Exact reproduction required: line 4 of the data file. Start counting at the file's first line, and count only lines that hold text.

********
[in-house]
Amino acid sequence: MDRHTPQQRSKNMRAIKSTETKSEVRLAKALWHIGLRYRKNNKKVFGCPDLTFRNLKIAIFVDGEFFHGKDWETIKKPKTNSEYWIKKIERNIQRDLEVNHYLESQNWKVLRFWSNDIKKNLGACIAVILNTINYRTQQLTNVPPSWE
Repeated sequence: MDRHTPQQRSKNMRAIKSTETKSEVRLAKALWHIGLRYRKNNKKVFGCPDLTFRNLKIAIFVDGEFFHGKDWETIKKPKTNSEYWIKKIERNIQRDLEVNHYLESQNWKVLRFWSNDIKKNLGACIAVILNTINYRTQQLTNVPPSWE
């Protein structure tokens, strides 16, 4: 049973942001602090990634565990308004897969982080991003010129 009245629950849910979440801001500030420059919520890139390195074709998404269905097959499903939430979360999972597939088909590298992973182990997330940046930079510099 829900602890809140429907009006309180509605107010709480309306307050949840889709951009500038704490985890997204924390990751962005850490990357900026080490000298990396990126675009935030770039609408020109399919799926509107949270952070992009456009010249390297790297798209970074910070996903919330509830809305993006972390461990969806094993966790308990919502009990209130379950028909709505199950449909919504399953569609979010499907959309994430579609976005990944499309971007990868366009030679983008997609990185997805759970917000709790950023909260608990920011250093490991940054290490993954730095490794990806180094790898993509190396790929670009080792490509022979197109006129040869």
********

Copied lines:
């Protein structure tokens, strides 16, 4: 049973942001602090990634565990308004897969982080991003010129 009245629950849910979440801001500030420059919520890139390195074709998404269905097959499903939430979360999972597939088909590298992973182990997330940046930079510099 829900602890809140429907009006309180509605107010709480309306307050949840889709951009500038704490985890997204924390990751962005850490990357900026080490000298990396990126675009935030770039609408020109399919799926509107949270952070992009456009010249390297790297798209970074910070996903919330509830809305993006972390461990969806094993966790308990919502009990209130379950028909709505199950449909919504399953569609979010499907959309994430579609976005990944499309971007990868366009030679983008997609990185997805759970917000709790950023909260608990920011250093490991940054290490993954730095490794990806180094790898993509190396790929670009080792490509022979197109006129040869």